VATICAN CITY (CNS) -- With the help of the Migrant and Refugee Section of the Vatican
Dicastery for the Promotion of Integral Human Development, eight bishops'
conferences in Latin America have joined efforts to assist Venezuelans in
transit through or settling in their home countries.
Called "Bridges of Solidarity," the two-year
pastoral program seeks to "find common solutions to the challenges posed
by the massive flow
of Venezuelans, who have decided to move to another South American country in
recent years," the Vatican office said in a press release May 7.
After a period of study and discussion, the bishops'
conferences of Argentina, Bolivia, Brazil, Chile, Colombia, Ecuador, Paraguay
and Peru forged a coordinated action plan to offer needed services to
Venezuelans, other vulnerable migrants and the local communities that host
them, the office said.
The initiative was a response to Pope Francis' call to
"welcome, protect, promote and integrate migrants and refugees" and
reflects many of recommendations made in the guide put out by the Migrant and Refugee Section: "Responding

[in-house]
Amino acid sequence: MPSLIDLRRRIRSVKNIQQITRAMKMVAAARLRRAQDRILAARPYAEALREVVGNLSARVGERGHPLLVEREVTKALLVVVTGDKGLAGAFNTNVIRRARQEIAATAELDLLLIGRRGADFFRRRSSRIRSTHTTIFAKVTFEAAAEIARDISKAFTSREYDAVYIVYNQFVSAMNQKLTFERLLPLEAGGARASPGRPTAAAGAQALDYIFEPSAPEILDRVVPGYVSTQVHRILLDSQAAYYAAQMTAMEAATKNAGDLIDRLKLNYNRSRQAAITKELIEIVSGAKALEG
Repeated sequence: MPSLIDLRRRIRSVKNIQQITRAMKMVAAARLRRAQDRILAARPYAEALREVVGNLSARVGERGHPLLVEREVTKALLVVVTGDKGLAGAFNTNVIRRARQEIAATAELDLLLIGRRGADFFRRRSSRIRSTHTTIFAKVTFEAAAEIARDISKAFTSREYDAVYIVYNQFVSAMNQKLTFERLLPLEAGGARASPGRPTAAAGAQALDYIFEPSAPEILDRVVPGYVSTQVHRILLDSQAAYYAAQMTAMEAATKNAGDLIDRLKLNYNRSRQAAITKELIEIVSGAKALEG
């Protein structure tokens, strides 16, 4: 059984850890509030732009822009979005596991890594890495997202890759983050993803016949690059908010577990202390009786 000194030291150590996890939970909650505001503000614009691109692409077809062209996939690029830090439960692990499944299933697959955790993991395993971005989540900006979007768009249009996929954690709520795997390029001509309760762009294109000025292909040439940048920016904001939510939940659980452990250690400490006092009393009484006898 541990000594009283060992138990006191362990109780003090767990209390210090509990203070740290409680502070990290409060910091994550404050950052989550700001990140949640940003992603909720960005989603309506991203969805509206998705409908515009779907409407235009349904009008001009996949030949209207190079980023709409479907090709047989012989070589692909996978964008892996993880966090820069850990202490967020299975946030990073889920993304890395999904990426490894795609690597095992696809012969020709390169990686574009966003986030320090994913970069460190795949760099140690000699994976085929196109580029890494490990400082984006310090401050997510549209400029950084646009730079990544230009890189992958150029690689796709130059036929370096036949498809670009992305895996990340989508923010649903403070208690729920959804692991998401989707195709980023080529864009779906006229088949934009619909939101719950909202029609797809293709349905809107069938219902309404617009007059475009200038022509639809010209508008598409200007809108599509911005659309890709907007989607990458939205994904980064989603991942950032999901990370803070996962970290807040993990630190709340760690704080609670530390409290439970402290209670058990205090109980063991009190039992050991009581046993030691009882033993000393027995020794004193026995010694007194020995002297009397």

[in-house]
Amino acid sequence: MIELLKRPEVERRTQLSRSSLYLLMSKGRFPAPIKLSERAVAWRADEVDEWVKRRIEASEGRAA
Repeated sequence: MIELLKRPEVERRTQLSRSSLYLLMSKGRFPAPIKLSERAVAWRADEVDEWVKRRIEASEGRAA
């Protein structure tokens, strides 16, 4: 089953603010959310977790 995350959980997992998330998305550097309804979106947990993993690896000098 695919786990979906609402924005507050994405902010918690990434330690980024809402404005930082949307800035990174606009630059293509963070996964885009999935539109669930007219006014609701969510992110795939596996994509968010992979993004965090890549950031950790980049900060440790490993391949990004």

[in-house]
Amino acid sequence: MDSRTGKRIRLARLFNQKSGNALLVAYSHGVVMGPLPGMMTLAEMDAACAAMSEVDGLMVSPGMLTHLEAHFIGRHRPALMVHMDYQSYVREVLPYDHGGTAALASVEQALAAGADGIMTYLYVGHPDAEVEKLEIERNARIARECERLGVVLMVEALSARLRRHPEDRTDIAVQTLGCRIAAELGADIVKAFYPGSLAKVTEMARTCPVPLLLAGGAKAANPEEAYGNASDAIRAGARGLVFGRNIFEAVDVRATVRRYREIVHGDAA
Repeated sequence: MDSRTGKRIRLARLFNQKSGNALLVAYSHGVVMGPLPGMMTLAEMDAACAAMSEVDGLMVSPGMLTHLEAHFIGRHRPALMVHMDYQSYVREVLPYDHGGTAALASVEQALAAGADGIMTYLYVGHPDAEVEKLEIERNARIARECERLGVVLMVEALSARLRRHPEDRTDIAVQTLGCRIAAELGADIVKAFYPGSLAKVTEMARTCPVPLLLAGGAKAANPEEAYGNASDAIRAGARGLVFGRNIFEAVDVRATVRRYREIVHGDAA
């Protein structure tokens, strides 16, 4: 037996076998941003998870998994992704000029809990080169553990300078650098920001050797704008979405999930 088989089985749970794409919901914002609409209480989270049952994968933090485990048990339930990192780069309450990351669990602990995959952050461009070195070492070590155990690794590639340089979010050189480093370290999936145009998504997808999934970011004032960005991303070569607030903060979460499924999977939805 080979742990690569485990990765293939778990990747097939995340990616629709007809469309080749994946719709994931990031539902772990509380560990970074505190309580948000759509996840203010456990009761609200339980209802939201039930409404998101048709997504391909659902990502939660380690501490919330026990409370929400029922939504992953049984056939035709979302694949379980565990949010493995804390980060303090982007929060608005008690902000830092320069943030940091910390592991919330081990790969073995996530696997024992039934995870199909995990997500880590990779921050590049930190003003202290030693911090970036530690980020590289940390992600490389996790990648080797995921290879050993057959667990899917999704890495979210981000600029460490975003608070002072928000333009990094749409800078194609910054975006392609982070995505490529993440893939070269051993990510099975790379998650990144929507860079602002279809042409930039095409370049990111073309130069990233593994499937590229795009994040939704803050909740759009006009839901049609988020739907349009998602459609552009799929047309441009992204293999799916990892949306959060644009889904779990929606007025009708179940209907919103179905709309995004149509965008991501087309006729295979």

to Refugees and Migrants: Twenty Action Points."
The project, which was launched in May, is expected to
assist "hundreds of thousands" of Venezuelans, Scalabrini Father
Fabio Baggio, undersecretary of the Migrants and Refugees
reporters May 7.
The section's other undersecretary, Jesuit Father Michael
Czerny, told reporters how valuable it is for migrants to receive even just
basic information when they arrive in a new country.
"I happen to be a refugee myself," said the priest,
who was born in the former communist Czechoslovakia and raised in Canada.
He said every refugee and migrant arrives in a new place
wondering, "What awaits you? What lies ahead? What do you need to know
now" so as to be better prepared, and not surprised or disappointed?
It's important, he said, that "as people undertake
these difficult journeys, they are supplied with good information all along the
"That is also a form of prevention of trafficking,"
he said, "because people are trafficked when they lack the necessary
information in order to make good decisions."
Some of the services, which will be run by parishes,
local Caritas organizations and other Catholic providers, include:
-- Shelters and centers for vulnerable migrants;
-- Help with job and housing searches, work and stay
permits, and social inclusion;
-- Facilitated access to education and health services;
-- Training for church workers providing assistance and